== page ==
(*) Upon collaborations the access to these facilities may be discussed.

Laboratory for Robust Optical Phenomena (LAFER)

Constructed recently (2012), it is located at the basement of the DFI building, with a surface of 20 m2. It has a 1×2 m2 optical table with actuators to reduce vibration, a V2 green laser (Verdi 2, CW, 532 nm, monomode), a probe red laser (Thorlabs 24 mW, CW, 630, monomode), 6 CCD cameras with motorized capabilities, 1 Spatial Light Modulator (Holoeye, 400×720 pix, Transmission), 1 microscope with a mounted CCD camera, 4 power stations to control and analyze data, and optical devices, mounts, splitters, polarizers and lenses (up to 80k USD in optics with a wide range of properties) to create new experimental setups (including a nonlinear optical valve with nonlinear feedback including a fiber bundle).

Currently, in this laboratory there are implemented: a liquid crystal light valve with optical feedback, a dye-doped liquid crystal cells under intense rays of light, and cells with carved electrodes.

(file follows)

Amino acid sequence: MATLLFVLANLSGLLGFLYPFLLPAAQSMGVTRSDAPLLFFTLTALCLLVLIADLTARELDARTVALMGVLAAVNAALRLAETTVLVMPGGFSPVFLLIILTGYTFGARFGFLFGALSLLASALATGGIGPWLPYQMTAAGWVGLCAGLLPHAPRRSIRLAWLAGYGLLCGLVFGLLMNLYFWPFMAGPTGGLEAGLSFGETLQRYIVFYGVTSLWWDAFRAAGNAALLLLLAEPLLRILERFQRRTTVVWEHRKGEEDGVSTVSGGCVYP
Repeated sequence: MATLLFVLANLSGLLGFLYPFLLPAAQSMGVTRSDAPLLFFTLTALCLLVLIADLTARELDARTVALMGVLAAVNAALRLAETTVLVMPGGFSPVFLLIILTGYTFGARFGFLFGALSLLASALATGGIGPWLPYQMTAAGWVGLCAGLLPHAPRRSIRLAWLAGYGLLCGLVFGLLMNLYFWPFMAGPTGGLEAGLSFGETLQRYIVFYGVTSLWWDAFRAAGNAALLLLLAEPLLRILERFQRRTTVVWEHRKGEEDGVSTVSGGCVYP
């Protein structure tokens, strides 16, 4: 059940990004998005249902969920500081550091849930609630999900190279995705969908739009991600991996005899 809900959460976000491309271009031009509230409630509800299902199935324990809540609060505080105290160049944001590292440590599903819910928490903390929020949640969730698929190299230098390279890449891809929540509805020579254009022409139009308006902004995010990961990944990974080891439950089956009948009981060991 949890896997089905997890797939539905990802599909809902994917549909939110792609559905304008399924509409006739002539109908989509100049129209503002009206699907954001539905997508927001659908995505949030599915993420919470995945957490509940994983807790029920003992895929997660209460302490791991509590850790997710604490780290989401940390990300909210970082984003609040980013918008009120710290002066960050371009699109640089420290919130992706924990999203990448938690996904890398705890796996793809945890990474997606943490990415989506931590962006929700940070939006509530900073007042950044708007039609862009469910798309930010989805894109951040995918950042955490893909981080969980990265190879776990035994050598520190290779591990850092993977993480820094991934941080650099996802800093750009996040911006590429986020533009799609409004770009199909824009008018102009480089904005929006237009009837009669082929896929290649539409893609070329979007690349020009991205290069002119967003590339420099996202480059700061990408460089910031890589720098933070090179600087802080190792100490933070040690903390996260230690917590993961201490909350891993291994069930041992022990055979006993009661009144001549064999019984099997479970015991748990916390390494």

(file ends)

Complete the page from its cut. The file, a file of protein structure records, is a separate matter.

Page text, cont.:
Mechanical workshop

Equiped with two lathes, two milling machines, drills, TIG-welding and spot-welding.
There are two qualified operators, one of the familiar with vacuum and cryogenic technologies.

Computational clusters

Presently, besides several distributed workstations, the Physics Department has a parallelizable cluster for exclusive use. The cluster with 96 cores of Xeon 5504 CPUs allows for sequential computations and shared or distributed memory parallelism. Also, the DFI has access to a large cluster for intensive parallelism with 528 cores in a IBM iDataPlex machine.

These clusters have been used to make simulations of dense granular systems at large hydrodynamic times (3), spin dynamics in nanostructures (2), quantum and classical transport in heterogeneous media (2), diffusion in bacterial baths (1), and nuclear collisions starting from nucleon-nucleon interactions (1). In parenthesis it is indicated the number of students that have done MSc or PhD thesis using extensive numerical simulations in the past 5 years.


More information on its use and access / Más información sobre su uso y acceso